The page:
Image depicting Bloody Sunday

Image depicting Bloody Sunday

         On January 22nd, 1905 an event occurred that dramatically influenced the Russian revolution. This event is known as Bloody Sunday. It is known by that name because of the massacre that took place outside of the Winter Palace on that fateful Sunday. When protesters, led in part by Father Gapon, marched in St. Petersburg to present Tsar Nicholas II with a petition calling for economic and political reform (including an eight hour work day and a constitution, among other things), his military units opened fire on them.

          This event proved significant to the downfall of Tsar Nicholas II because it drastically diminished his popularity in public opinion. In chapter eight of Russia: A History, Gregory L. Freeze writes of this change in opinion after Bloody Sunday. He states,

“Since the procession—which included women and children—not only was unarmed but carried
Orthodox crosses and icons…the order to shoot to kill proved particularly repulsive. Indeed, it
turned public opinion against the tsar almost as soon as word got out that well over a hundred
were dead and many more were wounded on this ‘Bloody Sunday’.” (Freeze 252)

The Tsar’s  actions on Bloody Sunday contributed to revolutionary zeal in 1905 because it gave those who were already dissatisfied with the regime more reason to revolt.

          Bloody Sunday also influenced the Russian revolution by creating an atmosphere with a propensity for violence. In a New York Times article from January of that year entitled TROOPS OVERAWE ST. PETERSBURG: Sullen Crowds Kept Moving — Some Violence. LIGHT PLANTS DESERTED Panic When Part of City Was Darkened. MARKET MAY BE STORMED Fear of Use of Bombs by Strikers — No Knowledge of Happenings in Industrial Quarter, the author speaks of Bloody Sunday as a turning point in the minds of the protesters. The article states, “Any expectation that the wholesale massacre of Sunday would quiet the uprising of the people against the despotism of the bureaucracy has not been realized. The people have not been cowed, but are said to be as determined as ever to obtain their rights, and no longer peacefully disposed, but apparently bent on fighting violence with violence.” This statement shows how, because the Tsar’s forces resolved to using force against peaceful petitioners, revolutionaries were moved to react the same way. Bloody Sunday set the tone for the rest of the Russian revolution in the fact that it increased the likelihood of violence occurring.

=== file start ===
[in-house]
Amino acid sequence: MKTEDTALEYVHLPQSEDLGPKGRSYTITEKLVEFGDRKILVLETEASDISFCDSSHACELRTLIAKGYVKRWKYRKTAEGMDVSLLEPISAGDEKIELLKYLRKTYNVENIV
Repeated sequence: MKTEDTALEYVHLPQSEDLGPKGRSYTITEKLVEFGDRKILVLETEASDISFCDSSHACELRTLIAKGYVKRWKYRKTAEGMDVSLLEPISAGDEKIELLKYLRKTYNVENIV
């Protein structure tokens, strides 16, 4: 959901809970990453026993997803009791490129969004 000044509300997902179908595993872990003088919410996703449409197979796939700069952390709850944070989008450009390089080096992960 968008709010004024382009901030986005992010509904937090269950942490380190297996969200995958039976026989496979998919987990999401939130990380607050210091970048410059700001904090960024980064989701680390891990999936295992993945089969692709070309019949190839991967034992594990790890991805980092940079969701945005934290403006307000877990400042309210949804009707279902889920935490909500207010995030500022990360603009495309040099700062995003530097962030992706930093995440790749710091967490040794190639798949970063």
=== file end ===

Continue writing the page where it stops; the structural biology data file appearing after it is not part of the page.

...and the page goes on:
Link to Times Article: